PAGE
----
Download Client Alert: Attack of the Initiative-OCR's HIPAA Right of Access Initiative Targets Second Florida Provider
"For too long, health care providers have slow-walked their duty to provide patients their medical records out of a sleepy bureaucratic inertia. We hope our shift to the imposition of corrective actions and settlements under our Right of Access Initiative will finally wake up health care providers to their obligations under the law.”
- Roger Severino, Office for Civil Rights (“OCR”) Director
Enforcement of the OCR’s HIPAA Right of Access Initiative (“Initiative”) is in full swing and does not look like it will abate any time soon. The Initiative aims to enforce the rights of patients to timely receive copies of their protected health information without being overcharged for same. Recently, OCR announced its second Initiative settlement and enforcement action against Korunda Medical, LLC (“Korunda”), a Florida-based company. In 2019, OCR received patient complaints regarding Korunda’s failure to provide medical records. Subsequently, OCR found that Korunda twice failed to timely provide a patient with requested medical records. Korunda also failed to provide records in the patient’s requested format and charged more than the reasonable cost-based fees allowed under HIPAA. As part of its settlement with OCR, Korunda will pay $85,000.00 and enter into a corrective action plan, which includes a year of monitoring, developing HIPAA-compliant policies and procedures, and providing additional work force training. The first Initiative enforcement action against Bayfront Health in St. Petersburg resulted in a similar settlement.
As multiple Florida-based companies have been subject to enforcement actions under the Initiative, Florida providers should review and update their policies and procedures regarding access to medical records under both federal and state law. Under HIPAA, patients have a right of access to inspect and copy their protected information with limited exceptions. 45 C.F.R. §164.524 (a). Generally, a provider must act on a request for access to medical records no later than (30) days after receipt of the request. Id. If the provider denies the request, it must provide written reasons for denial that comply with HIPAA regulations. Id. If the patient requests copies, the provider may impose a reasonable cost-based fee that may include the costs specified in the HIPAA regulations. 45 C.F.R. §164.524 (c)(4).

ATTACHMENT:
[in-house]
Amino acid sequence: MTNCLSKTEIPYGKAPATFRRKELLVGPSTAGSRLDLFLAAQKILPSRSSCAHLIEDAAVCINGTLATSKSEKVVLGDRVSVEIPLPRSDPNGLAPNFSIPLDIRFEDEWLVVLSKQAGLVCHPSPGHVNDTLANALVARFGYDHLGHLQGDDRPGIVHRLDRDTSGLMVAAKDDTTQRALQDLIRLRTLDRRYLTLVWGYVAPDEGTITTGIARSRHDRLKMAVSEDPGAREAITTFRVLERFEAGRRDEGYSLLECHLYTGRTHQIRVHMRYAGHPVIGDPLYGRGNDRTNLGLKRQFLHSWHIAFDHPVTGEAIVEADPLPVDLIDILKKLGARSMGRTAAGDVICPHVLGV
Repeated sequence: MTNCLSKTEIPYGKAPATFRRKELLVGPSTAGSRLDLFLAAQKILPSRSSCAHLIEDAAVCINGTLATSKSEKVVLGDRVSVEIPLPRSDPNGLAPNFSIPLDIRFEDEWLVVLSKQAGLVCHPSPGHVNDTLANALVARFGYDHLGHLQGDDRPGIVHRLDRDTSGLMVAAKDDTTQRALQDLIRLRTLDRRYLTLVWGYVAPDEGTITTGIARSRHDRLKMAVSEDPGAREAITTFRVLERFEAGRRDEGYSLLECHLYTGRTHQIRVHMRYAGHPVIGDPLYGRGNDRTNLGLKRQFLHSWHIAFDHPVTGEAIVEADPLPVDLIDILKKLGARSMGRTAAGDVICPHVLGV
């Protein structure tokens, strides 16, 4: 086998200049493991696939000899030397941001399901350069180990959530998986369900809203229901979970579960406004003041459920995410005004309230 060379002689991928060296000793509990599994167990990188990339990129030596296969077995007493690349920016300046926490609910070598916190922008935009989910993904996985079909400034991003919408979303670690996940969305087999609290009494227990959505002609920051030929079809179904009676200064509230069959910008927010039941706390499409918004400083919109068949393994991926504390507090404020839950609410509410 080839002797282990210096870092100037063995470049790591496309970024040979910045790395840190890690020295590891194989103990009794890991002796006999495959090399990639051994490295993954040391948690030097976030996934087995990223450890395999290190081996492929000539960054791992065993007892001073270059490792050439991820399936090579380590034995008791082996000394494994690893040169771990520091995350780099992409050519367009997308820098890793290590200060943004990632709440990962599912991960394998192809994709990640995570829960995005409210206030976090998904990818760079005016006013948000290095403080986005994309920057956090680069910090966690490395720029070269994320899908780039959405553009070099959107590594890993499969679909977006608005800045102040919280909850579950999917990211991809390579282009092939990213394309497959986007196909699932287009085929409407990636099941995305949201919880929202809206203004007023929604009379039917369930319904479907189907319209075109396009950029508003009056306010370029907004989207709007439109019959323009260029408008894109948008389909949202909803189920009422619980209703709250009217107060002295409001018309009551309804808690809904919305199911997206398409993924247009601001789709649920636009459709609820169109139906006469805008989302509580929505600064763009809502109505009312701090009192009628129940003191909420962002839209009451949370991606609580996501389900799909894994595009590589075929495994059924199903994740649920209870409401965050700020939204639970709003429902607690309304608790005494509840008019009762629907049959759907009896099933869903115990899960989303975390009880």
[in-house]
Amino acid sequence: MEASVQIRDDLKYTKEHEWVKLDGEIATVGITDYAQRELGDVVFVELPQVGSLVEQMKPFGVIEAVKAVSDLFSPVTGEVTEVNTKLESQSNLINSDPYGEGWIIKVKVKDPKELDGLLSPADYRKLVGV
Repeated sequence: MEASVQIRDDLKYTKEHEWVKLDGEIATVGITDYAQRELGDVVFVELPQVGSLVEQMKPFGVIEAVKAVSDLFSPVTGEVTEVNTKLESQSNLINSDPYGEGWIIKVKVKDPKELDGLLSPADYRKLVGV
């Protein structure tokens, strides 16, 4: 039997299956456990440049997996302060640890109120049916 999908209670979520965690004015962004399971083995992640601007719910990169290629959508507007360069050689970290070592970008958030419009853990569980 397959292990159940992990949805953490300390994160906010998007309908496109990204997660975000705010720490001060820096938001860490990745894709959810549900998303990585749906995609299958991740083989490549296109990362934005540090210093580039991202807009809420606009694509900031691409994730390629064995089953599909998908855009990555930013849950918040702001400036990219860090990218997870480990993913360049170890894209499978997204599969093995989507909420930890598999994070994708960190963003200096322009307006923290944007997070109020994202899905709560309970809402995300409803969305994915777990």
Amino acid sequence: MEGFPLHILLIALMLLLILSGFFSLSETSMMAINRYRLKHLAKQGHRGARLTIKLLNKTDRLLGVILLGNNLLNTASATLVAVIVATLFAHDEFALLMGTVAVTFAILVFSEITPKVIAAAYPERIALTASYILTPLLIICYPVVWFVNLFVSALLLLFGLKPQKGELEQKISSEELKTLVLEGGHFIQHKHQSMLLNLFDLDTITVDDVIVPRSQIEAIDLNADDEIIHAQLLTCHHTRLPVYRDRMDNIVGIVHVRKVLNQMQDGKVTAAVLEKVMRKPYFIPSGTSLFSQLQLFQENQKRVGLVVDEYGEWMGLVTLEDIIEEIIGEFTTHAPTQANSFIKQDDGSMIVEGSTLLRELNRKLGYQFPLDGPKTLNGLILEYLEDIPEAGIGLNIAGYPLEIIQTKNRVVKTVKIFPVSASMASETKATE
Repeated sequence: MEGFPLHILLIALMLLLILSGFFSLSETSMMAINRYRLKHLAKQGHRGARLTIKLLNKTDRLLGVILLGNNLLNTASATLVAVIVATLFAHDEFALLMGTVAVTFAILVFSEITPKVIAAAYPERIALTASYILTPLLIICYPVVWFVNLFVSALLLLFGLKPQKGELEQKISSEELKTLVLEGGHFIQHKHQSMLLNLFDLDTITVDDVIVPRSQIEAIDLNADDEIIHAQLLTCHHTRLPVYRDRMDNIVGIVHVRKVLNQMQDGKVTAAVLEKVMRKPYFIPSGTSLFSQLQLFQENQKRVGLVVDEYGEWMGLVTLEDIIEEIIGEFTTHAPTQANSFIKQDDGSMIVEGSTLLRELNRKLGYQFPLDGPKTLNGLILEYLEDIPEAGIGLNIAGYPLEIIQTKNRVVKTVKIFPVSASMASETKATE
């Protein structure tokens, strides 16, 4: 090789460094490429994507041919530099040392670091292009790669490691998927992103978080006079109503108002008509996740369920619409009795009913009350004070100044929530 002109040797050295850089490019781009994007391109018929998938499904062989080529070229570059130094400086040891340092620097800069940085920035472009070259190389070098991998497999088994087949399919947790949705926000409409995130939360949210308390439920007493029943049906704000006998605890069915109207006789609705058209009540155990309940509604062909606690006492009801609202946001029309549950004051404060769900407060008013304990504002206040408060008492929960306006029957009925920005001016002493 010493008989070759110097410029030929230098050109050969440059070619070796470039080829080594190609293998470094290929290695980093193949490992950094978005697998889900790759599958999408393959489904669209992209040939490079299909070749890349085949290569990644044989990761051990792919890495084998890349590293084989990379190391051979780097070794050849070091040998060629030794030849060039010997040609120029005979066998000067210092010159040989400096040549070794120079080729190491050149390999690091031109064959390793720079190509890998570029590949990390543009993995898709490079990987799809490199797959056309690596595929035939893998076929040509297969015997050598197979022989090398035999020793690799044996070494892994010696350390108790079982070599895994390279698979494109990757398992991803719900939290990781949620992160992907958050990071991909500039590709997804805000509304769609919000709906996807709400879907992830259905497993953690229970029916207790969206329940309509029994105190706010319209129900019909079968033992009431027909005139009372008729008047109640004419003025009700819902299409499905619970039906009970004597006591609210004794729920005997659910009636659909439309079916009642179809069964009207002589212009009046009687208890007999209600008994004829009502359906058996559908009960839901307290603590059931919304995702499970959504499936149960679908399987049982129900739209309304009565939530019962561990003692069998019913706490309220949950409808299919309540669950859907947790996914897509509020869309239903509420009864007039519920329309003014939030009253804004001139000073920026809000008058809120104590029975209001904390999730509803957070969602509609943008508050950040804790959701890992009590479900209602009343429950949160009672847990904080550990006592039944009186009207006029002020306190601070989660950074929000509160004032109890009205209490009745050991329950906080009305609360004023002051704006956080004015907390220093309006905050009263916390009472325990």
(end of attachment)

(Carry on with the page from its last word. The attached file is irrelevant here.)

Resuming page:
In addition to HIPAA, Florida law requires providers to produce medical records pursuant to a valid patient request. Section 456.057, Florida Statutes, states that providers duly licensed in Florida who provide a physical or mental examination, administer treatment, or dispense legend medication to a person, shall furnish all records of the treatment to the person or their legal representative upon request. “Records” includes all reports and records relating to the person’s examination or treatment, including X-rays and insurance information. §456.057, Fla. Stat. Records must be provided in a timely manner without delays for legal review. Id. Failure to comply with state law could subject providers to state disciplinary action.
In light of increased enforcement actions, providers should consult with their compliance officer and/or health law counsel for provider-specific record production requirements under state and federal law.
1 This article focuses on the obligations of health care providers under HIPAA. However, obligated covered entities under HIPAA also include health plans and health care clearing houses.